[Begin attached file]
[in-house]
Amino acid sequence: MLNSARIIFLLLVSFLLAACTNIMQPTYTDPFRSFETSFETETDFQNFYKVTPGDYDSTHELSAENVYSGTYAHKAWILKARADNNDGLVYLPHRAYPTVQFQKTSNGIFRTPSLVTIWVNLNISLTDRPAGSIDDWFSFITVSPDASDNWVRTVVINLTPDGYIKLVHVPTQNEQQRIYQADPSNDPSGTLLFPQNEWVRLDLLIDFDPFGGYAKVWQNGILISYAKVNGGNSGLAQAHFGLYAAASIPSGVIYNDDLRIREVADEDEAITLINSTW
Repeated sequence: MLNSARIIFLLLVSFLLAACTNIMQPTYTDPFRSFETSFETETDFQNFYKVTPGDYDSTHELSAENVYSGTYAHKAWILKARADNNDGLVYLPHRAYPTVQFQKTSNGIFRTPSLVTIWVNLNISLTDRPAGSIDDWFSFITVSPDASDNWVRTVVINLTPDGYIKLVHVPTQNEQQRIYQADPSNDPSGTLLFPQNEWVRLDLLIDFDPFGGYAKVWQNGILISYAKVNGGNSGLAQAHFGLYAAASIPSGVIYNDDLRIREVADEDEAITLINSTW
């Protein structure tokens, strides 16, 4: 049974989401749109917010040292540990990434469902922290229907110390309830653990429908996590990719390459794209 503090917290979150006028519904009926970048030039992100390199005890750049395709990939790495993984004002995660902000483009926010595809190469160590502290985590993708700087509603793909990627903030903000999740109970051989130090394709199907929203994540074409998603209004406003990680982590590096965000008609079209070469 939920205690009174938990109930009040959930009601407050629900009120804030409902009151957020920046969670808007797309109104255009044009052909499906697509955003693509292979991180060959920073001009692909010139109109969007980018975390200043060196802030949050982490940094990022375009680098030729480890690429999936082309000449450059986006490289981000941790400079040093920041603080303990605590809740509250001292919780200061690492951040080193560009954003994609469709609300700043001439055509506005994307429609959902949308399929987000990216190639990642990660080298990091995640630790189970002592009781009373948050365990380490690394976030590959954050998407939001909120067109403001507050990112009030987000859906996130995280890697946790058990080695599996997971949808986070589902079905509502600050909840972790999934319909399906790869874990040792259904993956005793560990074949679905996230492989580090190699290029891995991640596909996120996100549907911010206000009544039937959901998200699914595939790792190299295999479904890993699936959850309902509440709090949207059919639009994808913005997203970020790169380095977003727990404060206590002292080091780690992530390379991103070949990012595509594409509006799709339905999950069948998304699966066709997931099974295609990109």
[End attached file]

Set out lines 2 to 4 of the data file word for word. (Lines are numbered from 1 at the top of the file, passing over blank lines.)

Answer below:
Amino acid sequence: MLNSARIIFLLLVSFLLAACTNIMQPTYTDPFRSFETSFETETDFQNFYKVTPGDYDSTHELSAENVYSGTYAHKAWILKARADNNDGLVYLPHRAYPTVQFQKTSNGIFRTPSLVTIWVNLNISLTDRPAGSIDDWFSFITVSPDASDNWVRTVVINLTPDGYIKLVHVPTQNEQQRIYQADPSNDPSGTLLFPQNEWVRLDLLIDFDPFGGYAKVWQNGILISYAKVNGGNSGLAQAHFGLYAAASIPSGVIYNDDLRIREVADEDEAITLINSTW
Repeated sequence: MLNSARIIFLLLVSFLLAACTNIMQPTYTDPFRSFETSFETETDFQNFYKVTPGDYDSTHELSAENVYSGTYAHKAWILKARADNNDGLVYLPHRAYPTVQFQKTSNGIFRTPSLVTIWVNLNISLTDRPAGSIDDWFSFITVSPDASDNWVRTVVINLTPDGYIKLVHVPTQNEQQRIYQADPSNDPSGTLLFPQNEWVRLDLLIDFDPFGGYAKVWQNGILISYAKVNGGNSGLAQAHFGLYAAASIPSGVIYNDDLRIREVADEDEAITLINSTW
């Protein structure tokens, strides 16, 4: 049974989401749109917010040292540990990434469902922290229907110390309830653990429908996590990719390459794209 503090917290979150006028519904009926970048030039992100390199005890750049395709990939790495993984004002995660902000483009926010595809190469160590502290985590993708700087509603793909990627903030903000999740109970051989130090394709199907929203994540074409998603209004406003990680982590590096965000008609079209070469 939920205690009174938990109930009040959930009601407050629900009120804030409902009151957020920046969670808007797309109104255009044009052909499906697509955003693509292979991180060959920073001009692909010139109109969007980018975390200043060196802030949050982490940094990022375009680098030729480890690429999936082309000449450059986006490289981000941790400079040093920041603080303990605590809740509250001292919780200061690492951040080193560009954003994609469709609300700043001439055509506005994307429609959902949308399929987000990216190639990642990660080298990091995640630790189970002592009781009373948050365990380490690394976030590959954050998407939001909120067109403001507050990112009030987000859906996130995280890697946790058990080695599996997971949808986070589902079905509502600050909840972790999934319909399906790869874990040792259904993956005793560990074949679905996230492989580090190699290029891995991640596909996120996100549907911010206000009544039937959901998200699914595939790792190299295999479904890993699936959850309902509440709090949207059919639009994808913005997203970020790169380095977003727990404060206590002292080091780690992530390379991103070949990012595509594409509006799709339905999950069948998304699966066709997931099974295609990109």